Nielsen Holdings announced on Monday that it had completed its $1.26 billion acquisition of the radio ratings company Arbitron, a deal that Nielsen says will allow it to monitor eight hours a day of the public’s media consumption across television, radio and a range of electronic devices.
Following a nine-month review process, the Federal Trade Commission approved the acquisition, as long as Arbitron makes its Portable People Meter available to third parties for cross-platform measurement for at least the next eight years.
Rather than wrapping up its months-long review of the deal as expected, the Federal Trade Commission is busy sending out additional requests for information. The latest round of questionnaires went out to TV station owners that stand to be affected by the merger of the two measurement giants, according to sources.
It’s not cheap working to get the government to clear a high-profile transaction. Year-to-date, Arbitron has spent $9.4 million in hiring consultants, lawyers and other expenses looking to persuade the Federal Trade Commission to allow Nielsen to buy it for $1.26 billion.
When a company is eager for FTC approval of a proposed acquisition, it’s a relief when a leading customer comes out in favor of it. Nielsen has to take heart from CBS’s top researcher David Poltrack supporting its proposed purchase of Arbitron.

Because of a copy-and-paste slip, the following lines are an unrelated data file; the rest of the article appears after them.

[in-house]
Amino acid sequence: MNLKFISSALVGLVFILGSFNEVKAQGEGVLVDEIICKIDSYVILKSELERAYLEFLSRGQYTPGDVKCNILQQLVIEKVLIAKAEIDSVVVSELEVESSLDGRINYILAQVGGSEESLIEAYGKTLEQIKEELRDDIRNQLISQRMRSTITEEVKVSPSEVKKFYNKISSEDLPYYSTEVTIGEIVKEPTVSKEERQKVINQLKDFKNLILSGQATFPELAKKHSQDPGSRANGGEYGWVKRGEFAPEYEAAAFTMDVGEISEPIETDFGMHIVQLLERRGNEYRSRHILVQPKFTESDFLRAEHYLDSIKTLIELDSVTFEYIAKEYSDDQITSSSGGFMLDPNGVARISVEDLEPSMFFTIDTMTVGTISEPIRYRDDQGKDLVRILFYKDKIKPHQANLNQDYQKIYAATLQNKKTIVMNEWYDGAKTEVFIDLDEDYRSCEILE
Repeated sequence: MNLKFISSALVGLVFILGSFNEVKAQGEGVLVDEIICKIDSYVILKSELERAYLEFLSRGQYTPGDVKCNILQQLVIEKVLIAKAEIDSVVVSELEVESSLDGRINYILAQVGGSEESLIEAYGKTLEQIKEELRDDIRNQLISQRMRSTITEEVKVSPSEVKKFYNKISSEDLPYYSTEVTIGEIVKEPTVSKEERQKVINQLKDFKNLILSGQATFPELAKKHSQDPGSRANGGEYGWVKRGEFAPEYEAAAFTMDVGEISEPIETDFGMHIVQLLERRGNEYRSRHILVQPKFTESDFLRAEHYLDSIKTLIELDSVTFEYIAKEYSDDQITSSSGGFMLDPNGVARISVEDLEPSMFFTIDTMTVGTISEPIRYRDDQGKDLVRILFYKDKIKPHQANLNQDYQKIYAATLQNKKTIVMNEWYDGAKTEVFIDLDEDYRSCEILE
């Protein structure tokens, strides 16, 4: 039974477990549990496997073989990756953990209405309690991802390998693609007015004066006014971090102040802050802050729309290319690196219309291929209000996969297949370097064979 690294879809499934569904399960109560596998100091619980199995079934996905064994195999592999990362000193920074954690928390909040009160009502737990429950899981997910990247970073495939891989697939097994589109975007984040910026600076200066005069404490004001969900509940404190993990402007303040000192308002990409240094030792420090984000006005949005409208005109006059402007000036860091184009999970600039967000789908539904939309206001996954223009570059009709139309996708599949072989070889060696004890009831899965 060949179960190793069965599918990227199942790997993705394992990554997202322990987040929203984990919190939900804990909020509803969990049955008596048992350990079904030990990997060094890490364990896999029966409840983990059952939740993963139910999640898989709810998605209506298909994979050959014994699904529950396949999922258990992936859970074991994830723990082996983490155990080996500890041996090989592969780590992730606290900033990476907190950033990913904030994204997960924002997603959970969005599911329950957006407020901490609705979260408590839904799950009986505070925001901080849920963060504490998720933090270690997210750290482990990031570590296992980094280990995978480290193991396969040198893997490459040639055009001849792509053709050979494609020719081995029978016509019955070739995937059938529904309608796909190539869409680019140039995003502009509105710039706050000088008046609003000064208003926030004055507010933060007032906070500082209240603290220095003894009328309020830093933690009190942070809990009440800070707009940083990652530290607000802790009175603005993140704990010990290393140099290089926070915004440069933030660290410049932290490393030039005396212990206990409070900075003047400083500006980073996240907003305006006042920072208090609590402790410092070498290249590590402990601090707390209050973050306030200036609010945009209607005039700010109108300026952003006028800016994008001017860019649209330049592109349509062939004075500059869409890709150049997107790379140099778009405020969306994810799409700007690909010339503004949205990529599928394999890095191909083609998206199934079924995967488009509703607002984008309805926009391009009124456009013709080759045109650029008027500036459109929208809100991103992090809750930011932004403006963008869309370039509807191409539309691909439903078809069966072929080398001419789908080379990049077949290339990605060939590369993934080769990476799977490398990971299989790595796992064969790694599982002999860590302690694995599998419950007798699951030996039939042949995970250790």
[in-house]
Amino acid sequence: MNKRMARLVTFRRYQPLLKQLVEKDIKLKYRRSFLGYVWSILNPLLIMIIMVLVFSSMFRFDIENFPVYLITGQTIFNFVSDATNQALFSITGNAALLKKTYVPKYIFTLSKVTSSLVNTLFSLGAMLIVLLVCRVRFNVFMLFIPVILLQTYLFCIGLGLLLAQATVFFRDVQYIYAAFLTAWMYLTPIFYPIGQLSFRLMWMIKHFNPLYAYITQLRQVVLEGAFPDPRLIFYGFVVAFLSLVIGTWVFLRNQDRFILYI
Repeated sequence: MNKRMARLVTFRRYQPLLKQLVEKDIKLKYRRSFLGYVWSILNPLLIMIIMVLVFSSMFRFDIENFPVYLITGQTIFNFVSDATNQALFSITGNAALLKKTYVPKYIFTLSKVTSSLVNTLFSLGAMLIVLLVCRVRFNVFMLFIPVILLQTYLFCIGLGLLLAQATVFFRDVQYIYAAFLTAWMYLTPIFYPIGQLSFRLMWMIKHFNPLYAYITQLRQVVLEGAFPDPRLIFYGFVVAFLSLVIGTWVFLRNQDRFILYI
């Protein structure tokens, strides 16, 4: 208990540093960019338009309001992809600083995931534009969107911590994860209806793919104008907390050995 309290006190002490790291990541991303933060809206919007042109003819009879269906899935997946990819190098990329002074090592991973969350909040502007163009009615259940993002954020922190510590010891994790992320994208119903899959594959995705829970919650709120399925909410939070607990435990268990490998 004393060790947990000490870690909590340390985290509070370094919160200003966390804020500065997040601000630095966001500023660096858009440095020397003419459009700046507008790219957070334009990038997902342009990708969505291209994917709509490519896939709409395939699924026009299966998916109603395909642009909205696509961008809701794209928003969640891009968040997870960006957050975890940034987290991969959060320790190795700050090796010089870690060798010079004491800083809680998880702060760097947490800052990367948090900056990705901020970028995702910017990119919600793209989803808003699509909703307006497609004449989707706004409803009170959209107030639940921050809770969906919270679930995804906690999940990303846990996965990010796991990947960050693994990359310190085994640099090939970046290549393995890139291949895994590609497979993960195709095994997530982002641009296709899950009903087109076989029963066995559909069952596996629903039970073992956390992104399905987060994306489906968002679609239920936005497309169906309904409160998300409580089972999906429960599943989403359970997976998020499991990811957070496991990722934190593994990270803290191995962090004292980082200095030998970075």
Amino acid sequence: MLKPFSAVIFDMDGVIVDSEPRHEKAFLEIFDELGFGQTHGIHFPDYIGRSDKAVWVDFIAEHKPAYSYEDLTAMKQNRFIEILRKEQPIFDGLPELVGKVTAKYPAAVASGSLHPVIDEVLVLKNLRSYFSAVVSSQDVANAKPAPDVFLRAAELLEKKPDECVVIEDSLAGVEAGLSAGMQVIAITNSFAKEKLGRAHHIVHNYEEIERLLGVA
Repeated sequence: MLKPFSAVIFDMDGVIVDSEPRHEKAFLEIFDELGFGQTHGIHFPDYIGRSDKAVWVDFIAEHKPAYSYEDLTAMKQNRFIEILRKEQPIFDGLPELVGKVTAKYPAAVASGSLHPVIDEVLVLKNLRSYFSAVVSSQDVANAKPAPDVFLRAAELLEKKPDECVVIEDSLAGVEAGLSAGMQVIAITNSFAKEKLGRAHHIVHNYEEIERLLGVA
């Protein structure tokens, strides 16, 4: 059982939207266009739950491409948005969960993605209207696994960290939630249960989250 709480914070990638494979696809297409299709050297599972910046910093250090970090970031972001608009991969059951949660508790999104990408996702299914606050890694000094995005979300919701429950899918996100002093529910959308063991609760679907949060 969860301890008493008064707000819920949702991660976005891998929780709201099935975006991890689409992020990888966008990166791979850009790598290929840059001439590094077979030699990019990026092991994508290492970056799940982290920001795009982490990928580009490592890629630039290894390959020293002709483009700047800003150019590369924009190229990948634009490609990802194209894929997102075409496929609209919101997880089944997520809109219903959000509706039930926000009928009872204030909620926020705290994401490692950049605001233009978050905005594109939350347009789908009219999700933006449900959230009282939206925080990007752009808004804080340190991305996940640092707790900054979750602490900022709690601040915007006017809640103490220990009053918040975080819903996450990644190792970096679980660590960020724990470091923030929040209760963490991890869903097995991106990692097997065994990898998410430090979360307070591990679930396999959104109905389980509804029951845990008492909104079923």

Nielsen is nearing completion of the Federal Trade Commission’s request for more information regarding its proposed merger with Arbitron, CEO David Calhoun said Thursday. The Nielsen chief declined to speculate how long it will take the regulators to review the documentation, but offered up “somewhere between 60 days and four months” before the FTC responds.
The proposed acquisition of Arbitron by Nielsen came a step closer to reality on Tuesday with an almost unanimous vote by Arbitron shareholders to approve the deal.
The Federal Trade Commission on Friday asked for additional information from Nielsen and Arbitron regarding their proposed merger, the companies said. The request could indicate regulatory complications that will prolong the closing of the merger.
In a little-noticed case, a federal appeals court in Florida ruled that Sunbeam Television-owned WSVN Miami didn’t have standing to sue Nielsen for monopolizing the ratings market because it could not show that any rival, including Arbitron, is ready to compete with Nielsen. If Arbitron has no plans to compete against Nielsen, the merger will likely be approved, sources say.
A group that might have at least slowed government approval of the proposed Nielsen-Arbitron merger through loud defiance signaled it will not stand in the way. The Association of National Advertisers (ANA) believes the deal could enhance cross-platform measurement for the industry and won’t have any impact on stifling competition in the TV arena,